The Morning Federal Newscast is a daily compilation of the stories you hear Federal Drive hosts Tom Temin and Emily Kopp discuss throughout the show each day. The Newscast is designed to give FederalNewsRadio.com users more information about the stories you hear on the air.
Defense Secretary Chuck Hagel tells veterans that tough decisions will have to be made with regard to military compensation. The goal in the new budget deal passed by Congress last week is to reform veterans health and retirement benefits programs so they’re affordable but still attractive enough to entice future armed forces personnel. Veterans groups around the country say reducing any benefits to current military or veterans is breaking a promise to leave them untouched. At issue are the curbs in pension increases for military retirees under the age of 62. When Congress included this pension cut in the budget, they jumped the gun on a review panel studying military benefits modernization. The panel is scheduled to make recommendations in May. But after the barrage of protests from the military community, lawmakers say they will review the pension cut next year and possibly reverse it. (Associated Press)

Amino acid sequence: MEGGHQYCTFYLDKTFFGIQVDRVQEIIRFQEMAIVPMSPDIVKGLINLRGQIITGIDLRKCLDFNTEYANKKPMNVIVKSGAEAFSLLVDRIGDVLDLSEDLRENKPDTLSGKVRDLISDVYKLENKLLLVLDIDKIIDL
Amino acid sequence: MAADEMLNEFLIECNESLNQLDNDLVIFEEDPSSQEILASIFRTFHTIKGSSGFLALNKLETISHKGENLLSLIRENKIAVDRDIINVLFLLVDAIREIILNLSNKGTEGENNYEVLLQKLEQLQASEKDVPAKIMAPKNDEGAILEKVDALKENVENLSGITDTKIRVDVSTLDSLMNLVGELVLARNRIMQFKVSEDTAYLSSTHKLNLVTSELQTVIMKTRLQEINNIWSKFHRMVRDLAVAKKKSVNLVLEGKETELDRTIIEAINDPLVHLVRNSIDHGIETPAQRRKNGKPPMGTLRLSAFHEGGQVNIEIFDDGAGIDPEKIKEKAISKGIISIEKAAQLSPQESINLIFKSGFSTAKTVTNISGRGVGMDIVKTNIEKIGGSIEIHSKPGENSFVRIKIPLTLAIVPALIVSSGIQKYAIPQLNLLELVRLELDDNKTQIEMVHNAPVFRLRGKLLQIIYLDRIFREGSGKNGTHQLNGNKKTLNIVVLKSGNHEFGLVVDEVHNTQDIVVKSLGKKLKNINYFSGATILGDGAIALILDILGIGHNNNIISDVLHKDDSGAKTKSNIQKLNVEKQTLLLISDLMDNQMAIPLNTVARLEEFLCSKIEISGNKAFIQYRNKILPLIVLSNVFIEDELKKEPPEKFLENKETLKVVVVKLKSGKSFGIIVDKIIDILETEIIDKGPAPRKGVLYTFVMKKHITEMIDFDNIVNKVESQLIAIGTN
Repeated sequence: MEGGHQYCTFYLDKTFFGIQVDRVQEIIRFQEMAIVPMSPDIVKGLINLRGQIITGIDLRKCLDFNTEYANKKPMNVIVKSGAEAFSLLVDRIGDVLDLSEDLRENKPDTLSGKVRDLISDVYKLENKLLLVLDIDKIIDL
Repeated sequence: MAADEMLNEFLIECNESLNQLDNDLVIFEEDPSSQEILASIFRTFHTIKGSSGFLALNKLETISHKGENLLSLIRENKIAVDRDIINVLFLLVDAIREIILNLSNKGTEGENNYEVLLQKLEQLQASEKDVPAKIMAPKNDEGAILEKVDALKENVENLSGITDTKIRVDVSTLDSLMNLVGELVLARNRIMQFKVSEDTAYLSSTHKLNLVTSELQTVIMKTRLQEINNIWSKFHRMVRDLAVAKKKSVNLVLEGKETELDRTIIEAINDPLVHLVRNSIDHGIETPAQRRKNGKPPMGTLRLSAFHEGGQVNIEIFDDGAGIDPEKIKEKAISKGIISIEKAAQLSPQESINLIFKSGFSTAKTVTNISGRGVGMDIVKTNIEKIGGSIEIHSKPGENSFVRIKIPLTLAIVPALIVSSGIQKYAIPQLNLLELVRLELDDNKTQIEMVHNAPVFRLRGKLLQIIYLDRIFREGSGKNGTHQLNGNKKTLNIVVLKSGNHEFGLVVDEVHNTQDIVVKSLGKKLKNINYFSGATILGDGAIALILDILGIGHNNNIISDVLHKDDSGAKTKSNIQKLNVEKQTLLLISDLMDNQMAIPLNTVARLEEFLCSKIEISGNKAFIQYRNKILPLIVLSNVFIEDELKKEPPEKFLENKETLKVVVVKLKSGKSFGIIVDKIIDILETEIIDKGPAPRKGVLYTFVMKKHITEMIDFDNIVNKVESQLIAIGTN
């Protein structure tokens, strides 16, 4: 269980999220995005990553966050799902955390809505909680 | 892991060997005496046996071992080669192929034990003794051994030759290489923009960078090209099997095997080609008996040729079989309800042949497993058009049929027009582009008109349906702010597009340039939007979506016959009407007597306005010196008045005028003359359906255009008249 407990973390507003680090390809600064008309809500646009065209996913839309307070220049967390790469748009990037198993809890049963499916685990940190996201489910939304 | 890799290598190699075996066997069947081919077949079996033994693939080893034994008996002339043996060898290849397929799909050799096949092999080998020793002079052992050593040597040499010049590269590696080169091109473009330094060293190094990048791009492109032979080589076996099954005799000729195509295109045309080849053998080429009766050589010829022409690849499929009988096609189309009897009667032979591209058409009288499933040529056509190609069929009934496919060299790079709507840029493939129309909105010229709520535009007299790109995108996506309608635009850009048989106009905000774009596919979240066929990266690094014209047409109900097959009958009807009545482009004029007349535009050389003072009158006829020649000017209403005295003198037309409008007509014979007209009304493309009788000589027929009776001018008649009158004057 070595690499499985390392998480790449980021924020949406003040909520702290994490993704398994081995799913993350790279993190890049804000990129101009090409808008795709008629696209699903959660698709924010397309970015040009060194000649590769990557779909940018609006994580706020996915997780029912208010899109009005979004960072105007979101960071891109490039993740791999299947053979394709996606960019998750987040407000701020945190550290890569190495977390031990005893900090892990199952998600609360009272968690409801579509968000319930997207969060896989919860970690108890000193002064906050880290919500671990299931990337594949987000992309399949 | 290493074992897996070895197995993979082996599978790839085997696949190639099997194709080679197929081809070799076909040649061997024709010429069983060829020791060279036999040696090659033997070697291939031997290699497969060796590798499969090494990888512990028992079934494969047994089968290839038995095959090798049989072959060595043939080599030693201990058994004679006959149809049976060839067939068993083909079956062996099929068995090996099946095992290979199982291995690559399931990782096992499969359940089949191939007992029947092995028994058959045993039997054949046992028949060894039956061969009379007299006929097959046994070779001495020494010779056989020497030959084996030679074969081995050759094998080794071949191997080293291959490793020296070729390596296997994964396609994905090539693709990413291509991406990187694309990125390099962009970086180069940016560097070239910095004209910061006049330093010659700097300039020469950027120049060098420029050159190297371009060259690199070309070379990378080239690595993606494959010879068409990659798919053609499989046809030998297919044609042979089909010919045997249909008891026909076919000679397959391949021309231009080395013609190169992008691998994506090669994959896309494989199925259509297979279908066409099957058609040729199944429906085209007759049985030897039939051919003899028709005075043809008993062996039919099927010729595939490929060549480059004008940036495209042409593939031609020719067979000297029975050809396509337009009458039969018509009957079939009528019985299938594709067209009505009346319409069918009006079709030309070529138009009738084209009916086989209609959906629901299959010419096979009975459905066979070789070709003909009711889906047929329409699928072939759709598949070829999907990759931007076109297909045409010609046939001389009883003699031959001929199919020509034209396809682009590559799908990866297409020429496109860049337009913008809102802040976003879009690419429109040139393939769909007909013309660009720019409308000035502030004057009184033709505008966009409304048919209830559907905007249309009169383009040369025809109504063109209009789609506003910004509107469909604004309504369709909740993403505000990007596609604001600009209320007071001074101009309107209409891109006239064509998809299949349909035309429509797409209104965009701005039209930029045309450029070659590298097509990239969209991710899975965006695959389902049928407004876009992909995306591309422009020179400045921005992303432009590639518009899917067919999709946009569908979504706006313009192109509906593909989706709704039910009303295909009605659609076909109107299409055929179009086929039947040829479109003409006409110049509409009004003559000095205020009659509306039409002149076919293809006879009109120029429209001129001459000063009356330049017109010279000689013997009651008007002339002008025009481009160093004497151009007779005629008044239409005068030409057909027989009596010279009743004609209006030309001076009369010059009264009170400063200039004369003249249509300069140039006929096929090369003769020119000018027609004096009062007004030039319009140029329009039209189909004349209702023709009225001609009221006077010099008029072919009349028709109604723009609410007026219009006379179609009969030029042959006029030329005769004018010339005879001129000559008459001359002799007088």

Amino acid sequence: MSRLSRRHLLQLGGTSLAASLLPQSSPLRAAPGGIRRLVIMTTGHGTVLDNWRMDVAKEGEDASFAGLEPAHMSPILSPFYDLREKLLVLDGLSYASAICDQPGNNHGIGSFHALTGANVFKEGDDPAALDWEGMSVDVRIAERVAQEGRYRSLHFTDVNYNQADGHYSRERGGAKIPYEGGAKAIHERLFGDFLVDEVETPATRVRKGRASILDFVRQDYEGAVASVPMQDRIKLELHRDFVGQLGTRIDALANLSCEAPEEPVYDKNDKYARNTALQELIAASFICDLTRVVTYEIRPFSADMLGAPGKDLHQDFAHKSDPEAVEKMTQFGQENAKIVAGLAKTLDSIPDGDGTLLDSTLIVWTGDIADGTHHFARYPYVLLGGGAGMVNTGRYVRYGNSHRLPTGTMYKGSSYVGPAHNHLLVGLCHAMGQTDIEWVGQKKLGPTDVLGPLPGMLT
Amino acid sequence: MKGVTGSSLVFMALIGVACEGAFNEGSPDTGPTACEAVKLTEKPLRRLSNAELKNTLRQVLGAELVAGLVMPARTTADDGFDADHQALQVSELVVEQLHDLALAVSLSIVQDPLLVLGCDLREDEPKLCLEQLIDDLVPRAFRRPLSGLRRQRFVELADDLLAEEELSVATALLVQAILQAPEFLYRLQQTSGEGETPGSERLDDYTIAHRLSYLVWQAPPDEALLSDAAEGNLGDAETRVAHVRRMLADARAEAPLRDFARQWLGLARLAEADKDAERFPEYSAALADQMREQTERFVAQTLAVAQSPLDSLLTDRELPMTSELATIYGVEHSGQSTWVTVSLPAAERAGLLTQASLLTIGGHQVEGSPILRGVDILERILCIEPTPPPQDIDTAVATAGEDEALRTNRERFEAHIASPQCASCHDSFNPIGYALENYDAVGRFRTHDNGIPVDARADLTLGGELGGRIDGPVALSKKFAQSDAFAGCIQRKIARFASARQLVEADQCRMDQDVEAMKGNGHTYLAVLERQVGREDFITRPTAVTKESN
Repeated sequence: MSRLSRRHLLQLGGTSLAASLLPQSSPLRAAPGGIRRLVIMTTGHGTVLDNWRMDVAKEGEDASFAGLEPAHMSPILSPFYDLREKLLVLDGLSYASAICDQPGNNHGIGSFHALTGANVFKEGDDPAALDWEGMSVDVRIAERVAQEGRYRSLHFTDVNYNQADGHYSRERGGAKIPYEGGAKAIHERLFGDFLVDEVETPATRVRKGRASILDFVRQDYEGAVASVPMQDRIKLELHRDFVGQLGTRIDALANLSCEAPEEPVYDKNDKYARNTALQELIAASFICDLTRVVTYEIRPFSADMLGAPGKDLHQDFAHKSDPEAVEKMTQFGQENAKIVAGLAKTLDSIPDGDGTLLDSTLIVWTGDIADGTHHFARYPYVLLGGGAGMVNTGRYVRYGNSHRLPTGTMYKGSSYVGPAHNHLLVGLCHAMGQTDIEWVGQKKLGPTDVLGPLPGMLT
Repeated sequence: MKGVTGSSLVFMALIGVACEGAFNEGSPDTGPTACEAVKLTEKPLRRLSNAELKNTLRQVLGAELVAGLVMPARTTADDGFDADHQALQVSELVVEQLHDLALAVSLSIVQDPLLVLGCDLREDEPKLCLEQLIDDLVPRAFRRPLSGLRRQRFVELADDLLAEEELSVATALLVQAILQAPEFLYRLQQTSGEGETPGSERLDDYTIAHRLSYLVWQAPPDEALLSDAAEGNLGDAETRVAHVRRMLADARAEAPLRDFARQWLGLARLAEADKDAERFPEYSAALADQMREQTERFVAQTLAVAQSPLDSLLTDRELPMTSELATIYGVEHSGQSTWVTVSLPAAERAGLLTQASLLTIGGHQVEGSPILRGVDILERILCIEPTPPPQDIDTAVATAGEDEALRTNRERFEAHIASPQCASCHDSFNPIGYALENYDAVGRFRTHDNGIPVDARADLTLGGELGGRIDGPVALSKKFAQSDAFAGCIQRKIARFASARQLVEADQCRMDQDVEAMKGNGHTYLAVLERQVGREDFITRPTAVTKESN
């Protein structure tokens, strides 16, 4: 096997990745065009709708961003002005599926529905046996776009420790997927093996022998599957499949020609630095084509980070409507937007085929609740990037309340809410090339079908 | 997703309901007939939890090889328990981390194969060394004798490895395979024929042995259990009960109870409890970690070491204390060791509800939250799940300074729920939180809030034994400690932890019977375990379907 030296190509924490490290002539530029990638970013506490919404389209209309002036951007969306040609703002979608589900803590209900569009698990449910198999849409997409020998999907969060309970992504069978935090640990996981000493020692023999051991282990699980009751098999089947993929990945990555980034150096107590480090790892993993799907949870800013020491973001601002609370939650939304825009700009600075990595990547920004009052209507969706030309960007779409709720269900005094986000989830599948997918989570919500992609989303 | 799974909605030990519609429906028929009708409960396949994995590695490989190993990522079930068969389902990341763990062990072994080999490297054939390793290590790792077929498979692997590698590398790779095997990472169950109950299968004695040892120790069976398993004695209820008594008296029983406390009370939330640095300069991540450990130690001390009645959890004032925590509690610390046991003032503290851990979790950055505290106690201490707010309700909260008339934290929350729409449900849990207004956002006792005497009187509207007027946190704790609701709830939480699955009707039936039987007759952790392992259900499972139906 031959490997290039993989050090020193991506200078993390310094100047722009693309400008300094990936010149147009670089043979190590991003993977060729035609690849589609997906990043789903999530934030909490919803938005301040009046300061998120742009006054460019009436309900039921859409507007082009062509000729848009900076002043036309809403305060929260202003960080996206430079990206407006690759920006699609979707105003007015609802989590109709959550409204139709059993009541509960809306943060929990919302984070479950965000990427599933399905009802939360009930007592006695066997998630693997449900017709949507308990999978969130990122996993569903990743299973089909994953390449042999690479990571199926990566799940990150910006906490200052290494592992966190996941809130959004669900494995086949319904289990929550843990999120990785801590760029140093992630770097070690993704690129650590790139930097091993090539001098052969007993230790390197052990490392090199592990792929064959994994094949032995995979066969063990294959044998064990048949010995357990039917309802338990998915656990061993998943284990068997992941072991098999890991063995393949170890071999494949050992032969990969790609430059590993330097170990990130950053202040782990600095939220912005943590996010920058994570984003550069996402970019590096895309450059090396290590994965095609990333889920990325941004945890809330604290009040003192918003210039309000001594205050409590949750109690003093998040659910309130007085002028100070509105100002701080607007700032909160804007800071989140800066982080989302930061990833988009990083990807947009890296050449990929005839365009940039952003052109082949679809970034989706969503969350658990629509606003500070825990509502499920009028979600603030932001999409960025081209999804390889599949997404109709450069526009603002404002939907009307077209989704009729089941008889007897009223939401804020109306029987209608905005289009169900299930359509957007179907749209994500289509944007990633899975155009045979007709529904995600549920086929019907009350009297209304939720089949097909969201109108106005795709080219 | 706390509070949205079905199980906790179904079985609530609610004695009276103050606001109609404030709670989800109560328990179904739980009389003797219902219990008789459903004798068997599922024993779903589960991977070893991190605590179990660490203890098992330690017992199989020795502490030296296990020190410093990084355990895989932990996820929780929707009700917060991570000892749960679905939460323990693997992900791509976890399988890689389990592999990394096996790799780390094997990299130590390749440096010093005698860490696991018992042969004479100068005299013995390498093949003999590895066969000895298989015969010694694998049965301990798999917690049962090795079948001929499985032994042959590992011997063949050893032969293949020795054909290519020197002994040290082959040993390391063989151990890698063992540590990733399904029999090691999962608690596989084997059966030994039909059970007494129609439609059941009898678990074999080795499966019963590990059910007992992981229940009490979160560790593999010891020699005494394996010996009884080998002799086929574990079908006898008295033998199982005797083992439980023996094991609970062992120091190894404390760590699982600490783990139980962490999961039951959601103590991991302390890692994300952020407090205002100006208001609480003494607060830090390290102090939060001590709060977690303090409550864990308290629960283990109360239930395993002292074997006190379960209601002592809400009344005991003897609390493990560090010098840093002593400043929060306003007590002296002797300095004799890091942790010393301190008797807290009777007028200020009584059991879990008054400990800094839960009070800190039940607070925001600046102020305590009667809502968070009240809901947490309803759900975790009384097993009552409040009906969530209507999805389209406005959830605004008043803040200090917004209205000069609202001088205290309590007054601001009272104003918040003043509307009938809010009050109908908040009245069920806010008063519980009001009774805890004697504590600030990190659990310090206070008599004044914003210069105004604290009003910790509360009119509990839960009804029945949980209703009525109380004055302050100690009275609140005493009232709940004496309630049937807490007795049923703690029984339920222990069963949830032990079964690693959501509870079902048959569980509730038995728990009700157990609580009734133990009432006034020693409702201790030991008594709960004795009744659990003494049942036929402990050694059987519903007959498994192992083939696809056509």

Expect to see more headlines about contracting scandals at the Navy. That’s what Secretary Ray Mabus told reporters in his first press conference since a Naval investigator pleaded guilty in a bribery scandal involving a long-time ports contractor and several officers. Mabus says the Navy continued to work with Glenn Defense Marine Asia even after the probe began, in order to collect information. He says the service already has tightened rules and policies for contractors. (Federal News Radio)
President Obama says additional measures may need to be taken in order to protect U.S. citizens in South Sudan. Over the weekend, two military helicopters were fired at while on a humanitarian mission. The State Department says they are working to evacuate U.S. citizens as quickly as possible. So far, 380 U.S. officials and private citizens have been evacuated. The President continues to monitor the situation while on vacation in Hawaii. The State Department strongly recommends that U.S. citizens in South Sudan depart immediately. (Defense Department)